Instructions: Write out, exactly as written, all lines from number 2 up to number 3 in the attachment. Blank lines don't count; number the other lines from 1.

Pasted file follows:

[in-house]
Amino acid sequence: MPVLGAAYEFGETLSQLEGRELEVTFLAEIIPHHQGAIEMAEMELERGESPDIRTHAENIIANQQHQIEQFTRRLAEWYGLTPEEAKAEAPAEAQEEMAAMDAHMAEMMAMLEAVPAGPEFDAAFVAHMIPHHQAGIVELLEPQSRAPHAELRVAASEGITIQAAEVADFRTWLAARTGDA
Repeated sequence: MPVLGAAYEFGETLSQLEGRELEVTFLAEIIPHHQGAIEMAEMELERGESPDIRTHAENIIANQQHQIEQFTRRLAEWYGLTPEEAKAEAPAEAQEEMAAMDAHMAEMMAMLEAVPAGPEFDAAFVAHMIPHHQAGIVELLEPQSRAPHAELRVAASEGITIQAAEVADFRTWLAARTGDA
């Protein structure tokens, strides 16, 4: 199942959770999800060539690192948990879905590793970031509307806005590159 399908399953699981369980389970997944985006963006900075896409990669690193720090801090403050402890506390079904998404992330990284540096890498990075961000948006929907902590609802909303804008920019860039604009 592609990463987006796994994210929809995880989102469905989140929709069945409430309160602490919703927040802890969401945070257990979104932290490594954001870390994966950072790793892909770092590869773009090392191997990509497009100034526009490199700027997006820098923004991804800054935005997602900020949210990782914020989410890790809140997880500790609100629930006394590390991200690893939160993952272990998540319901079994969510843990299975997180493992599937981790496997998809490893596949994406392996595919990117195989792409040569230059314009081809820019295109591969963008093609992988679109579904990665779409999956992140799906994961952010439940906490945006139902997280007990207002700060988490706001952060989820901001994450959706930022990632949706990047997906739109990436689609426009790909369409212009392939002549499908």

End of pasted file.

Amino acid sequence: MPVLGAAYEFGETLSQLEGRELEVTFLAEIIPHHQGAIEMAEMELERGESPDIRTHAENIIANQQHQIEQFTRRLAEWYGLTPEEAKAEAPAEAQEEMAAMDAHMAEMMAMLEAVPAGPEFDAAFVAHMIPHHQAGIVELLEPQSRAPHAELRVAASEGITIQAAEVADFRTWLAARTGDA
Repeated sequence: MPVLGAAYEFGETLSQLEGRELEVTFLAEIIPHHQGAIEMAEMELERGESPDIRTHAENIIANQQHQIEQFTRRLAEWYGLTPEEAKAEAPAEAQEEMAAMDAHMAEMMAMLEAVPAGPEFDAAFVAHMIPHHQAGIVELLEPQSRAPHAELRVAASEGITIQAAEVADFRTWLAARTGDA